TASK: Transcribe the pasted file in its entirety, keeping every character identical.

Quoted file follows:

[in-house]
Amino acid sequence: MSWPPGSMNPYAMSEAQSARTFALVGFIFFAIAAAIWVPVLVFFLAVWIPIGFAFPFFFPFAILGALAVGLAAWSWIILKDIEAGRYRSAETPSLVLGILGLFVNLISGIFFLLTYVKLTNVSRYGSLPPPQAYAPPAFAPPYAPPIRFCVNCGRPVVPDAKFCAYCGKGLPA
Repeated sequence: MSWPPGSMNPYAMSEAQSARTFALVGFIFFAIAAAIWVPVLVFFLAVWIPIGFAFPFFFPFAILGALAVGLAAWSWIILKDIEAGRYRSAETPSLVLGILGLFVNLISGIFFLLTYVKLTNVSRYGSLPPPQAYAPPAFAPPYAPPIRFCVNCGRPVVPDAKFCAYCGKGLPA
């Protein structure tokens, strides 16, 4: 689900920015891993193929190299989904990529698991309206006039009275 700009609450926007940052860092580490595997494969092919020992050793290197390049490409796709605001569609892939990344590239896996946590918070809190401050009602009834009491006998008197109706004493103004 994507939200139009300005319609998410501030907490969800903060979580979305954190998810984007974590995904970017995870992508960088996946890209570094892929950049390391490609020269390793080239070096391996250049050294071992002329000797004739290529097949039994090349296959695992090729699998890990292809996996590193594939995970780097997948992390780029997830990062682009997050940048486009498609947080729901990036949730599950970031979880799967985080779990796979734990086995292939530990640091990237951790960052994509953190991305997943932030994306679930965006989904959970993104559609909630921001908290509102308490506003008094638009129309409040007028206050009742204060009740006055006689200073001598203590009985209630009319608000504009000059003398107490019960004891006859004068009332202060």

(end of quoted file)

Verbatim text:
[in-house]
Amino acid sequence: MSWPPGSMNPYAMSEAQSARTFALVGFIFFAIAAAIWVPVLVFFLAVWIPIGFAFPFFFPFAILGALAVGLAAWSWIILKDIEAGRYRSAETPSLVLGILGLFVNLISGIFFLLTYVKLTNVSRYGSLPPPQAYAPPAFAPPYAPPIRFCVNCGRPVVPDAKFCAYCGKGLPA
Repeated sequence: MSWPPGSMNPYAMSEAQSARTFALVGFIFFAIAAAIWVPVLVFFLAVWIPIGFAFPFFFPFAILGALAVGLAAWSWIILKDIEAGRYRSAETPSLVLGILGLFVNLISGIFFLLTYVKLTNVSRYGSLPPPQAYAPPAFAPPYAPPIRFCVNCGRPVVPDAKFCAYCGKGLPA
């Protein structure tokens, strides 16, 4: 689900920015891993193929190299989904990529698991309206006039009275 700009609450926007940052860092580490595997494969092919020992050793290197390049490409796709605001569609892939990344590239896996946590918070809190401050009602009834009491006998008197109706004493103004 994507939200139009300005319609998410501030907490969800903060979580979305954190998810984007974590995904970017995870992508960088996946890209570094892929950049390391490609020269390793080239070096391996250049050294071992002329000797004739290529097949039994090349296959695992090729699998890990292809996996590193594939995970780097997948992390780029997830990062682009997050940048486009498609947080729901990036949730599950970031979880799967985080779990796979734990086995292939530990640091990237951790960052994509953190991305997943932030994306679930965006989904959970993104559609909630921001908290509102308490506003008094638009129309409040007028206050009742204060009740006055006689200073001598203590009985209630009319608000504009000059003398107490019960004891006859004068009332202060």